Quantifying pituitary-adrenal dynamics and deconvolution of concurrent cortisol and adrenocorticotropic hormone data by compressed sensing

Rose T. Faghih, Munther A. Dahleh, Gail K. Adler, Elizabeth B. Klerman, Emery N. Brown

    Research output: Contribution to journalArticlepeer-review

    Abstract

    Pulsatile release of cortisol from the adrenal glands is governed by pulsatile release of adrenocorticotropic hormone (ACTH) from the anterior pituitary. In return, cortisol has a negative feedback effect on ACTH release. Simultaneous recording of ACTH and cortisol is not typical, and determining the number, timing, and amplitudes of pulsatile events from simultaneously recorded data is challenging because of several factors: 1) stimulator ACTH pulse activity, 2) kinematics of ACTH and cortisol, 3) the sampling interval, and 4) the measurement error. We model ACTH and cortisol secretion simultaneously using a linear differential equations model with Gaussian errors and sparse pulsatile events as inputs to the model. We propose a novel framework for recovering pulses and parameters underlying the interactions between ACTH and cortisol. We recover the timing and amplitudes of pulses using compressed sensing and employ generalized cross validation for determining the number of pulses. We analyze serum ACTH and cortisol levels sampled at 10-min intervals over 24 h from ten healthy women. We recover physiologically plausible timing and amplitudes for these pulses and model the feedback effect of cortisol. We recover 15 to 18 pulses over 24 h, which is highly consistent with the results of another cortisol data analysis approach. Modeling the interactions between ACTH and cortisol allows for accurate quantification of pulsatile events, and normal and pathological states. This could lay the basis for a more physiologically-based approach for administering cortisol therapeutically. The proposed approach can be adapted to deconvolve other pairs of hormones with similar interactions.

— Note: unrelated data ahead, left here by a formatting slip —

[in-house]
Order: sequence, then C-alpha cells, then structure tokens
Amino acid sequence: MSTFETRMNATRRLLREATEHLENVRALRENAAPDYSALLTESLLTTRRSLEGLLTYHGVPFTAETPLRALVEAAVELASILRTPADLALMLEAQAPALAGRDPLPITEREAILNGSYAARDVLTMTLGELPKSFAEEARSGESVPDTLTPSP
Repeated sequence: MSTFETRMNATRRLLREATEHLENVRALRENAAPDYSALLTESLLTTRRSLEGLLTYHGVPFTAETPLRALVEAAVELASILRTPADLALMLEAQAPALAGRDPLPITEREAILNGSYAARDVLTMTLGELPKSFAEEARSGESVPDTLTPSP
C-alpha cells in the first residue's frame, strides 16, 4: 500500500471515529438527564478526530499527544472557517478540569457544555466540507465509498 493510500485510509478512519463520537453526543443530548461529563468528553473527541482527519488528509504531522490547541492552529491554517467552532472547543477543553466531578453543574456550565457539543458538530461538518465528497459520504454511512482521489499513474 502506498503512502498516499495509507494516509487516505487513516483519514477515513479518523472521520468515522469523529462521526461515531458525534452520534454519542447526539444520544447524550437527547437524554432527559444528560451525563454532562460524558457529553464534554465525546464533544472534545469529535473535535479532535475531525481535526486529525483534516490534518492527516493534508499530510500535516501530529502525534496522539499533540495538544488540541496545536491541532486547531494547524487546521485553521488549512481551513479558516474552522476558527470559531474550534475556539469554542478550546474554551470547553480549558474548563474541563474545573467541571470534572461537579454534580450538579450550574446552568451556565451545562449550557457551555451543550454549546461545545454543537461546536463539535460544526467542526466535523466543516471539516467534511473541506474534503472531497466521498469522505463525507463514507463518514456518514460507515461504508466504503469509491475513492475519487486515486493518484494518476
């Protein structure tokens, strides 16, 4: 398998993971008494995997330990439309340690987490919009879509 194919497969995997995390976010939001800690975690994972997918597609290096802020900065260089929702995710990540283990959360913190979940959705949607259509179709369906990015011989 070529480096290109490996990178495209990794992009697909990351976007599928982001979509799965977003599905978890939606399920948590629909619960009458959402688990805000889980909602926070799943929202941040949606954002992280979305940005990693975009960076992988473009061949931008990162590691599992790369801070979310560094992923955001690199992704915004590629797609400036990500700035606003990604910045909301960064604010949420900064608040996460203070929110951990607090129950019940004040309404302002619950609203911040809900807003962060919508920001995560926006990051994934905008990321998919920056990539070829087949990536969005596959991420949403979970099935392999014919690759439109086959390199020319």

Original languageEnglish (US)
    Article number2427745
    Pages (from-to)2379-2388
    Number of pages10
    JournalIEEE Transactions on Biomedical Engineering
    Volume62
    Issue number10
    DOIs
    StatePublished - Oct 1 2015

    Keywords

    • Algorithms
    • Biological system modeling
    • Biomedical signal processing
    • Compressed sensing
    • Parameter estimation

    ASJC Scopus subject areas

    • Biomedical Engineering

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